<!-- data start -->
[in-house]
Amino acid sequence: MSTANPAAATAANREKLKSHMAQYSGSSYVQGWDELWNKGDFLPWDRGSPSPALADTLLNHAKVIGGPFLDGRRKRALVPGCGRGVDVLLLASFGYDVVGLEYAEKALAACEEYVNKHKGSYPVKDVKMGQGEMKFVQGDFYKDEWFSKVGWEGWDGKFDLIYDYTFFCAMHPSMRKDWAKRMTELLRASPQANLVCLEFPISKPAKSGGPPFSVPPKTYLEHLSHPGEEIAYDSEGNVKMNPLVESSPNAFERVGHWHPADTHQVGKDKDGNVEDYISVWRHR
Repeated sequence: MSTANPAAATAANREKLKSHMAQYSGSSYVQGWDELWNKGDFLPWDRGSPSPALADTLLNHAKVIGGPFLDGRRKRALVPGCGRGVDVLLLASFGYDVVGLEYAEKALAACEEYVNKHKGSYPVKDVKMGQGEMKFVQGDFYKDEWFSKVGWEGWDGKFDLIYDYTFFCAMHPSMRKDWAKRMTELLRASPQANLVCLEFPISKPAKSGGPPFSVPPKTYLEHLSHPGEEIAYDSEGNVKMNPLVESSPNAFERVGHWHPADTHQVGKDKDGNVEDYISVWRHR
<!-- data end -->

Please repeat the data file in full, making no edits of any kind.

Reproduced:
[in-house]
Amino acid sequence: MSTANPAAATAANREKLKSHMAQYSGSSYVQGWDELWNKGDFLPWDRGSPSPALADTLLNHAKVIGGPFLDGRRKRALVPGCGRGVDVLLLASFGYDVVGLEYAEKALAACEEYVNKHKGSYPVKDVKMGQGEMKFVQGDFYKDEWFSKVGWEGWDGKFDLIYDYTFFCAMHPSMRKDWAKRMTELLRASPQANLVCLEFPISKPAKSGGPPFSVPPKTYLEHLSHPGEEIAYDSEGNVKMNPLVESSPNAFERVGHWHPADTHQVGKDKDGNVEDYISVWRHR
Repeated sequence: MSTANPAAATAANREKLKSHMAQYSGSSYVQGWDELWNKGDFLPWDRGSPSPALADTLLNHAKVIGGPFLDGRRKRALVPGCGRGVDVLLLASFGYDVVGLEYAEKALAACEEYVNKHKGSYPVKDVKMGQGEMKFVQGDFYKDEWFSKVGWEGWDGKFDLIYDYTFFCAMHPSMRKDWAKRMTELLRASPQANLVCLEFPISKPAKSGGPPFSVPPKTYLEHLSHPGEEIAYDSEGNVKMNPLVESSPNAFERVGHWHPADTHQVGKDKDGNVEDYISVWRHR